The dictionary widget in Apple OS X defines “gall” as …

gall 3 |gôl|
an abnormal growth formed on plants and trees, esp. oaks, in response to the presence of insect larvae, mites, or fungi.
• [ as modifier ] denoting insects or mites that produce such growths: gall flies.

The following photos show an unknown insect gall on Swamp Rose (Rosa palustris) spotted during a photowalk through the central wetland area at Huntley Meadows Park on 06 November 2013.

Unknown insect gall

Closer view.

Unknown insect gall

Wider view.

Charley Eiseman, widely regarded as the go-to gall guy, said “It is likely a Diplolepis sp. gall.” Diplolepis is a genus of gall wasp in the Family Cynipidae.

Thanks to Joshua Stuart Rose for providing a detailed answer to my questions, “What is the typical timeline for development of a gall like this one (including the life cycle of the insects living inside the gall), and what is the role of the “host” plant?”

Charley can correct me if I’m wrong, but the host plant is both protection and food for the gall inhabitant. The insect somehow incites growth of the gall, sometimes by bringing along a pathogenic fungus or virus, other times by releasing hormones or even segments of genetic material. The insect then eats what is growing in the gall’s interior. Meanwhile, the plant’s bark or skin, already adapted to protect the interior tissues of the plant, protects the insect right along with. The timeline is tough to figure without knowing the species, but if there’s anything overwintering in there, I would bet on its emerging from the gall in April or May. That’s assuming that it did not already emerge in the autumn to overwinter as an adult somewhere, or else emerged even further back in time so it could mate and overwinter as eggs, waiting to form their own galls after they hatch in the spring. Source Credit: Joshua Stuart Rose, member of the BugGuide group on Facebook.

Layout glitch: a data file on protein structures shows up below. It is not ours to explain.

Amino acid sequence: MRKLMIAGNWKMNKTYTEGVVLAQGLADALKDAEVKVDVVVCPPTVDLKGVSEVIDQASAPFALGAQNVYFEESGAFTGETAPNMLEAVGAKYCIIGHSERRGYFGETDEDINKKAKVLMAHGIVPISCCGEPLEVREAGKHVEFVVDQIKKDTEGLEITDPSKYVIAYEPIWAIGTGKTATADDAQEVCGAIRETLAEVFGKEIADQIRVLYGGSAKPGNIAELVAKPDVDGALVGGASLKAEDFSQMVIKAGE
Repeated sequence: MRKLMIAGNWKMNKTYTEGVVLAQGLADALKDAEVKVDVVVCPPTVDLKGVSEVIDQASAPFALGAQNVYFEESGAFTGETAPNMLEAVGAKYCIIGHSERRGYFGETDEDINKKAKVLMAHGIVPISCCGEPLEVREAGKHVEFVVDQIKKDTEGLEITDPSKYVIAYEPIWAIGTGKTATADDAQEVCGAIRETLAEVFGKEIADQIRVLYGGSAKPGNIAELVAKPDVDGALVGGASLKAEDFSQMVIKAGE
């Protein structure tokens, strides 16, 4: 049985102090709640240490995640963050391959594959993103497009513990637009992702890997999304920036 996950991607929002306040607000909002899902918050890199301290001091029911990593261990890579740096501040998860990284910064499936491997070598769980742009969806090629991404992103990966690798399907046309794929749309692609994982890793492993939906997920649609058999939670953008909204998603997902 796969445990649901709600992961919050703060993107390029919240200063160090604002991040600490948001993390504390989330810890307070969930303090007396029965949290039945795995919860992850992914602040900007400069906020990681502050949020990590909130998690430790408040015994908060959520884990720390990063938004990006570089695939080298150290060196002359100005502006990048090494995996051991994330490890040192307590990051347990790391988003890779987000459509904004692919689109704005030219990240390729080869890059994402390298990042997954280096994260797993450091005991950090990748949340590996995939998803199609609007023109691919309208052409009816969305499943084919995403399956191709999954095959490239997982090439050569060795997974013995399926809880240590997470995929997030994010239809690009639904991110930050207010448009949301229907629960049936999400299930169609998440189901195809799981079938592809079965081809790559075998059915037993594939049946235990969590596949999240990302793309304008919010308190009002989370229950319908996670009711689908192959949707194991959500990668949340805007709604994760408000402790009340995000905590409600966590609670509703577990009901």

Charley Eiseman added the following comment:

That all sounds right to me. I don’t see exit holes so I’m guessing there is still something inside. Also, it seems to be the case that stem swelling type galls overwinter. Source Credit: Charley Eiseman, member of the BugGuide group on Facebook.

Copyright © 2014 Walter Sanford. All rights reserved.

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One Response to “Gall”

  1. Parasitic gall wasps | walter sanford's photoblog Says:

    […] out the growth is a gall caused by a parasitic wasp. Charley Eiseman, widely regarded as the go-to gall guy, said “It is […]

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